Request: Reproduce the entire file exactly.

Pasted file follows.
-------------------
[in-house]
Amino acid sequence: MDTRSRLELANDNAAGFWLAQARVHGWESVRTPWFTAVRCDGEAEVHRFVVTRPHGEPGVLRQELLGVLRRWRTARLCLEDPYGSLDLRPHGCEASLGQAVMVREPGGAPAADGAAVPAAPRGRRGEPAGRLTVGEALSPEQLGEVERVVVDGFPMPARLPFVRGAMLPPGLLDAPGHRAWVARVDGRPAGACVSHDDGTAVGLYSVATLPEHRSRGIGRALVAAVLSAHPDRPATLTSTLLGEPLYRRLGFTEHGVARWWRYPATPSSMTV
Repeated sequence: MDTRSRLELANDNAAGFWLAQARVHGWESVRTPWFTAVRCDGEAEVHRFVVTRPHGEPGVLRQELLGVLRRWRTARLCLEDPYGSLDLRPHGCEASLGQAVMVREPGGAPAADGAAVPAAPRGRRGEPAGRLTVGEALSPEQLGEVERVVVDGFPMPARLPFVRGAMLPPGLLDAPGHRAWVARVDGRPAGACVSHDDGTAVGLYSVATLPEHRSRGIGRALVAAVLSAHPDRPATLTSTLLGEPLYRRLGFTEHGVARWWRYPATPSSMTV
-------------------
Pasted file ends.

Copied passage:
[in-house]
Amino acid sequence: MDTRSRLELANDNAAGFWLAQARVHGWESVRTPWFTAVRCDGEAEVHRFVVTRPHGEPGVLRQELLGVLRRWRTARLCLEDPYGSLDLRPHGCEASLGQAVMVREPGGAPAADGAAVPAAPRGRRGEPAGRLTVGEALSPEQLGEVERVVVDGFPMPARLPFVRGAMLPPGLLDAPGHRAWVARVDGRPAGACVSHDDGTAVGLYSVATLPEHRSRGIGRALVAAVLSAHPDRPATLTSTLLGEPLYRRLGFTEHGVARWWRYPATPSSMTV
Repeated sequence: MDTRSRLELANDNAAGFWLAQARVHGWESVRTPWFTAVRCDGEAEVHRFVVTRPHGEPGVLRQELLGVLRRWRTARLCLEDPYGSLDLRPHGCEASLGQAVMVREPGGAPAADGAAVPAAPRGRRGEPAGRLTVGEALSPEQLGEVERVVVDGFPMPARLPFVRGAMLPPGLLDAPGHRAWVARVDGRPAGACVSHDDGTAVGLYSVATLPEHRSRGIGRALVAAVLSAHPDRPATLTSTLLGEPLYRRLGFTEHGVARWWRYPATPSSMTV